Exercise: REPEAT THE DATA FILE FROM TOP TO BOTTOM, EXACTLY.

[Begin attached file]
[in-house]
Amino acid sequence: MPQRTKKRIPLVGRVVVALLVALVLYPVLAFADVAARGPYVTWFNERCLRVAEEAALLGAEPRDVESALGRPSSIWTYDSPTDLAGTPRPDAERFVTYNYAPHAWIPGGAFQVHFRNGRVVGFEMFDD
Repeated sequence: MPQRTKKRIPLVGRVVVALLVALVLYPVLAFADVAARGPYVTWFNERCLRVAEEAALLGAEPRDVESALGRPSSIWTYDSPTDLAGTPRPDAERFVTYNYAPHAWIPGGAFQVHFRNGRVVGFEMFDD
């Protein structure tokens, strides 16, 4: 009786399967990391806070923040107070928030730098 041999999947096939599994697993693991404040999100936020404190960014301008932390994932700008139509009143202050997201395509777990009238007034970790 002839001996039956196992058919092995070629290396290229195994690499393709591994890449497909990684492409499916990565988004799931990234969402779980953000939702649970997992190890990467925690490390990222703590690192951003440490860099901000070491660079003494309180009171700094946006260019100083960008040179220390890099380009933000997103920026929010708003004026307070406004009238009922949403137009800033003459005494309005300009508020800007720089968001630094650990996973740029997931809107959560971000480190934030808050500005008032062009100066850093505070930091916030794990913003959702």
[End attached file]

[in-house]
Amino acid sequence: MPQRTKKRIPLVGRVVVALLVALVLYPVLAFADVAARGPYVTWFNERCLRVAEEAALLGAEPRDVESALGRPSSIWTYDSPTDLAGTPRPDAERFVTYNYAPHAWIPGGAFQVHFRNGRVVGFEMFDD
Repeated sequence: MPQRTKKRIPLVGRVVVALLVALVLYPVLAFADVAARGPYVTWFNERCLRVAEEAALLGAEPRDVESALGRPSSIWTYDSPTDLAGTPRPDAERFVTYNYAPHAWIPGGAFQVHFRNGRVVGFEMFDD
């Protein structure tokens, strides 16, 4: 009786399967990391806070923040107070928030730098 041999999947096939599994697993693991404040999100936020404190960014301008932390994932700008139509009143202050997201395509777990009238007034970790 002839001996039956196992058919092995070629290396290229195994690499393709591994890449497909990684492409499916990565988004799931990234969402779980953000939702649970997992190890990467925690490390990222703590690192951003440490860099901000070491660079003494309180009171700094946006260019100083960008040179220390890099380009933000997103920026929010708003004026307070406004009238009922949403137009800033003459005494309005300009508020800007720089968001630094650990996973740029997931809107959560971000480190934030808050500005008032062009100066850093505070930091916030794990913003959702």